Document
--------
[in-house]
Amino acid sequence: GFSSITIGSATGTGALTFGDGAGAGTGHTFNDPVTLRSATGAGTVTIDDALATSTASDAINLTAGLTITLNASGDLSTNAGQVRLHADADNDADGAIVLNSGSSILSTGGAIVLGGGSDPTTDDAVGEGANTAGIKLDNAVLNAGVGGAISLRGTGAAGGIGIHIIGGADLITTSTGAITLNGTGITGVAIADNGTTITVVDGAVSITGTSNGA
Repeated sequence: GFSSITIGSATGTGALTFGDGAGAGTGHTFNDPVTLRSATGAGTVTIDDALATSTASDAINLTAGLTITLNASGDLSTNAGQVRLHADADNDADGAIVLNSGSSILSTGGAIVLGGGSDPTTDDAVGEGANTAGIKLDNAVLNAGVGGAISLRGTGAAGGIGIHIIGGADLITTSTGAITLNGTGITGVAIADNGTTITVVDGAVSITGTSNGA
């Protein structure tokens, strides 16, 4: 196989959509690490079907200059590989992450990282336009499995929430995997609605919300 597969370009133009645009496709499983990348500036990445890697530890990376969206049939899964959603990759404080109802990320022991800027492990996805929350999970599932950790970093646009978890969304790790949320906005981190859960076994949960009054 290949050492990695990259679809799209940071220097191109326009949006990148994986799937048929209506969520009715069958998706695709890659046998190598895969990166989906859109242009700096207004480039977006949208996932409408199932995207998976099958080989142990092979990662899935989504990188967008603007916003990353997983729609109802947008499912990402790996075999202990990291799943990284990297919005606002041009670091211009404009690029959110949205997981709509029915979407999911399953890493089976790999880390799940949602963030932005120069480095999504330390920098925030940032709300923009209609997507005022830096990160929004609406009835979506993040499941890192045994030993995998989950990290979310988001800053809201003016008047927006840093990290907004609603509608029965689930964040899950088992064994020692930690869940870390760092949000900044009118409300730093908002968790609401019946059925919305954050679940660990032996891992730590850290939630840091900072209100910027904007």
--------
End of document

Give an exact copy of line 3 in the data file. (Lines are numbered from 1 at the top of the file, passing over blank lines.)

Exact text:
Repeated sequence: GFSSITIGSATGTGALTFGDGAGAGTGHTFNDPVTLRSATGAGTVTIDDALATSTASDAINLTAGLTITLNASGDLSTNAGQVRLHADADNDADGAIVLNSGSSILSTGGAIVLGGGSDPTTDDAVGEGANTAGIKLDNAVLNAGVGGAISLRGTGAAGGIGIHIIGGADLITTSTGAITLNGTGITGVAIADNGTTITVVDGAVSITGTSNGA